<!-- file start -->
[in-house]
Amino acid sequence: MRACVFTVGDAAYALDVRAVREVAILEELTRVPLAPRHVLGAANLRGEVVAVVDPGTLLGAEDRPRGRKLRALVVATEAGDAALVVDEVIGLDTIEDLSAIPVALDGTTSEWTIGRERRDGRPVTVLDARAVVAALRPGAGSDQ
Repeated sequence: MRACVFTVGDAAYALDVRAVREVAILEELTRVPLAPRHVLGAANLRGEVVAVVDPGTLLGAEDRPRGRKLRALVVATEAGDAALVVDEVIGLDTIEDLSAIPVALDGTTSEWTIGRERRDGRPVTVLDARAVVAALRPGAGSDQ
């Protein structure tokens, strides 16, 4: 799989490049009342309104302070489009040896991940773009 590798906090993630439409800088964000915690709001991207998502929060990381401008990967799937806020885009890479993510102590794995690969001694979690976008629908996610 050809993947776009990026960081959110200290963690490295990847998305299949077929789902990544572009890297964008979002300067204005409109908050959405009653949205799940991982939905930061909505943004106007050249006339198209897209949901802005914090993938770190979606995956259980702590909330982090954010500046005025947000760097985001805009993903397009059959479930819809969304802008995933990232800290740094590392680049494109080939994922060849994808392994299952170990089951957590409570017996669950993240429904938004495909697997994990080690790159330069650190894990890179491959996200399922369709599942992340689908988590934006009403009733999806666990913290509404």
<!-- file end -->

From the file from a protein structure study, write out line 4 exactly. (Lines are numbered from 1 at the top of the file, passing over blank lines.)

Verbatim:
């Protein structure tokens, strides 16, 4: 799989490049009342309104302070489009040896991940773009 590798906090993630439409800088964000915690709001991207998502929060990381401008990967799937806020885009890479993510102590794995690969001694979690976008629908996610 050809993947776009990026960081959110200290963690490295990847998305299949077929789902990544572009890297964008979002300067204005409109908050959405009653949205799940991982939905930061909505943004106007050249006339198209897209949901802005914090993938770190979606995956259980702590909330982090954010500046005025947000760097985001805009993903397009059959479930819809969304802008995933990232800290740094590392680049494109080939994922060849994808392994299952170990089951957590409570017996669950993240429904938004495909697997994990080690790159330069650190894990890179491959996200399922369709599942992340689908988590934006009403009733999806666990913290509404």